Now to move on to something different… In the lead up to Christmas, I have been listening to the Pentatonix Christmas album, “That’s Christmas to me.” The title track of this album is one of my absolute favourites and is an original Pentatonix song, which you can listen to here. I think my love of Pentatonix has rubbed off onto my children, as they can name all five members by only listening to them sing and describe pitch in relation to the vocal range of the members. Anyway, when listening to the words of this song, I was thinking what a great children’s book the lyrics would make, looking at the true meaning of Christmas. The song itself even prompted my children to discuss what Christmas really is. They’ve decided it’s not about presents even though they’re really nice), it’s not even about the food (although I really do like the food, perhaps a little too much according to my waist), they’ve decided it’s about being with the people you love. Maybe that’s just one other person, perhaps it’s a house full of people it doesn’t matter as long as you get to spend your Christmas with someone you care about.

What about those who don’t have someone to spend Christmas with you ask? People like mother-daughter team Cassidy and Linda Strickland of local charity Hawkesbury’s Helping Hands are setting their sights on rectifying that. Their annual “Christmas Day Get Together” provides a, “free lunch on Christmas Day with no strings, no questions and no judgement, for everyone to enjoy !!” (quoted from the HHH website, click here for more information).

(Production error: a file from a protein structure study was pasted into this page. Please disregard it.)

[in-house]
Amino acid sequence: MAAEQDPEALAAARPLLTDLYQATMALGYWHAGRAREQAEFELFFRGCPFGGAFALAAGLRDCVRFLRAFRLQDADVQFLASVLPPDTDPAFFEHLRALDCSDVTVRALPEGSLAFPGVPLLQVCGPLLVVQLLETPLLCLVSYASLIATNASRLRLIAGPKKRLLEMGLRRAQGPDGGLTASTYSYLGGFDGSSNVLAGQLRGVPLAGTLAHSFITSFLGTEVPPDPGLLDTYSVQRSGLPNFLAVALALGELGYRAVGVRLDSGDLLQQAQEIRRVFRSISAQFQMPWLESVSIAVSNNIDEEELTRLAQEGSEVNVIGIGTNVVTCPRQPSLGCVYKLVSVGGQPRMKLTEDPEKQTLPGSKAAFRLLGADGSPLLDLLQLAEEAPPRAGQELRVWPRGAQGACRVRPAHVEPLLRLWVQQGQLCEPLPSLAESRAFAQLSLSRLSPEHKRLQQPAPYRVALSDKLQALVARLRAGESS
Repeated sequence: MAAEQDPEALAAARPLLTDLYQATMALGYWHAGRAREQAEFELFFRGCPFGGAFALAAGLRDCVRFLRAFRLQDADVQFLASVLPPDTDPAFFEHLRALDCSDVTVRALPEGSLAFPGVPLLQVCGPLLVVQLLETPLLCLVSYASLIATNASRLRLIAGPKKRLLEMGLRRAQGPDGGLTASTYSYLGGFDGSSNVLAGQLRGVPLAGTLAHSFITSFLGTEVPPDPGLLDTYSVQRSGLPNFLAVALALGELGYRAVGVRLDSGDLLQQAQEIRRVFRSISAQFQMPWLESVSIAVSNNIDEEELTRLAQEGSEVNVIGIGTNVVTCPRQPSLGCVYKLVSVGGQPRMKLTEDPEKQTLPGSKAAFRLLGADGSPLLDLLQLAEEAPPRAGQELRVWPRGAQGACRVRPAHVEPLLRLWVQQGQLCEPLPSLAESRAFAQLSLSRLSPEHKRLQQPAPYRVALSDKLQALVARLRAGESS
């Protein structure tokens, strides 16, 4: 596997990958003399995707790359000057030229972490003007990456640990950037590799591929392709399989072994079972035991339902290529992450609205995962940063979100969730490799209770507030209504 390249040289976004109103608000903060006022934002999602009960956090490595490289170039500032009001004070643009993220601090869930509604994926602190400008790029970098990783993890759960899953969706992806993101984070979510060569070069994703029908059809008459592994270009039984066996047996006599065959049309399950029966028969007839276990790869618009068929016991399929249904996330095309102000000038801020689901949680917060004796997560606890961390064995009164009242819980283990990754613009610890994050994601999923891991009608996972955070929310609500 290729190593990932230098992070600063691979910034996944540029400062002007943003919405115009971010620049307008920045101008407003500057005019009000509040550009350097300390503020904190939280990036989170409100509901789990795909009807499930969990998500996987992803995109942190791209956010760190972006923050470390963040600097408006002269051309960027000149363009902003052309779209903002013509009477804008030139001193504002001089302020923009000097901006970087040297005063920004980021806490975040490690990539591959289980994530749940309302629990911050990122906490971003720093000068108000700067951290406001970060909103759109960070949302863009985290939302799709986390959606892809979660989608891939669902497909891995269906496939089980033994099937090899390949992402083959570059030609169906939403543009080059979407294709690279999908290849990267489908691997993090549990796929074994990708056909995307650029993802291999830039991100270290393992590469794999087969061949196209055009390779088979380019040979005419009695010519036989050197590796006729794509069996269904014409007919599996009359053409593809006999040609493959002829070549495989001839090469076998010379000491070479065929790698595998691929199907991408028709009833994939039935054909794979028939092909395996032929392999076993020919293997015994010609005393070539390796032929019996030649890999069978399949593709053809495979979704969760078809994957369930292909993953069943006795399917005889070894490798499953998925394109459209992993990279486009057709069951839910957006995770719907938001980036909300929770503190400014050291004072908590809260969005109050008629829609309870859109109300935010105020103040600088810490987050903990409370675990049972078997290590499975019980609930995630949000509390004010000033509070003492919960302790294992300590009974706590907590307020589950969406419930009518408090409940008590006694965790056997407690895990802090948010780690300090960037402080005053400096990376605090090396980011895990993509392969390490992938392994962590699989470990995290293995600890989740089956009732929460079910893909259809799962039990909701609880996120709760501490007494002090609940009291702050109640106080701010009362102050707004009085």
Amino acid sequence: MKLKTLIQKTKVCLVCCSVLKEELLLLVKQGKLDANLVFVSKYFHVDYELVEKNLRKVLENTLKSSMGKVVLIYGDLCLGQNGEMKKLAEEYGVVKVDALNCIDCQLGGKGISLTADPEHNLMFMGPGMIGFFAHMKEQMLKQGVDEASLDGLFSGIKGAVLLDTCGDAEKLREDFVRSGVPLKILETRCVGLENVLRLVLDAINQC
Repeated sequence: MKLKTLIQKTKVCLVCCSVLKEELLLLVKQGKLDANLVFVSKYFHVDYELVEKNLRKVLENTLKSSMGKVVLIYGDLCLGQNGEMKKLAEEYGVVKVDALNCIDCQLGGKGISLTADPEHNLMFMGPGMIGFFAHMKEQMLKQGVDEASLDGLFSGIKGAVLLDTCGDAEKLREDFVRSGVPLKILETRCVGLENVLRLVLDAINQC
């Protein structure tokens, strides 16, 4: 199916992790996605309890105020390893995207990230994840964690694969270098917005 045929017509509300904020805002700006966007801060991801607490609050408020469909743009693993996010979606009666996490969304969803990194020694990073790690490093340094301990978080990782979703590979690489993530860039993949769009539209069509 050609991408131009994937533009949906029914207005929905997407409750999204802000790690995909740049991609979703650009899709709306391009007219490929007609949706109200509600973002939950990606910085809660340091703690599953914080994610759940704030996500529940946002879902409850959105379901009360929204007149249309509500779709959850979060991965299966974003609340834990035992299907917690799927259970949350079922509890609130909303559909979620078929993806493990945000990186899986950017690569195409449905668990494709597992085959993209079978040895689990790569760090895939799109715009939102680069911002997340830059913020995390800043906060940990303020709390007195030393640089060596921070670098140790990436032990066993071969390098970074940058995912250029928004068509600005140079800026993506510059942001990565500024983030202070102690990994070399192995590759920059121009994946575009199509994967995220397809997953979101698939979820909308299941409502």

So whether you celebrate Christmas or not, take the opportunity to spend it with your loved ones or perhaps to help those who would normally spend the holiday alone.

And don’t forget to read “The Night Before Christmas”/”A Visit from St. Nicholas” by Clement Clare Moore/Henry Livingstone Jr. Whatever the title, whoever the author just remember that the magic that is Christmas is all around, all you need to do is believe.

 

Enjoy,

KK

 

 

© Katherine A. Kovács and The Writer Within, (2013-2016). Unauthorised use and/or duplication of this material without express and written permission from this blog’s author and/or owner is strictly prohibited. Excerpts and links may be used, provided that full and clear credit is given to Katherine A. Kovács and The Writer Within with appropriate and specific direction to the original content.